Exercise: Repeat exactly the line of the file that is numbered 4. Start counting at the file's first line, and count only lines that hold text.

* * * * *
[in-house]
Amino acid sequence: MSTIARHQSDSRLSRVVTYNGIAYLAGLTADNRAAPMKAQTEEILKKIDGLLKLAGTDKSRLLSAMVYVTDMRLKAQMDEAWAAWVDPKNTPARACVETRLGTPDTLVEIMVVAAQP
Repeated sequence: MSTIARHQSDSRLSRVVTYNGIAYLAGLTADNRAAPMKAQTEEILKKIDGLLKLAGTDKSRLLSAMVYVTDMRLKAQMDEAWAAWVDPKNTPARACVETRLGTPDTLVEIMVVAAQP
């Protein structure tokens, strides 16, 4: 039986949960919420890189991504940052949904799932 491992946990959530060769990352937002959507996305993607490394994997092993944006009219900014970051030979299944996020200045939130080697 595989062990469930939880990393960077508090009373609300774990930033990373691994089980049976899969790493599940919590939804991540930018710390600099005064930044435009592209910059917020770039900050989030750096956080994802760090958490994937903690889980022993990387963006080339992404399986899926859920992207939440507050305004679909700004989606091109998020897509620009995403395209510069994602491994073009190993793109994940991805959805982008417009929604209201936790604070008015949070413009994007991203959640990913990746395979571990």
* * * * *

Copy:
């Protein structure tokens, strides 16, 4: 039986949960919420890189991504940052949904799932 491992946990959530060769990352937002959507996305993607490394994997092993944006009219900014970051030979299944996020200045939130080697 595989062990469930939880990393960077508090009373609300774990930033990373691994089980049976899969790493599940919590939804991540930018710390600099005064930044435009592209910059917020770039900050989030750096956080994802760090958490994937903690889980022993990387963006080339992404399986899926859920992207939440507050305004679909700004989606091109998020897509620009995403395209510069994602491994073009190993793109994940991805959805982008417009929604209201936790604070008015949070413009994007991203959640990913990746395979571990």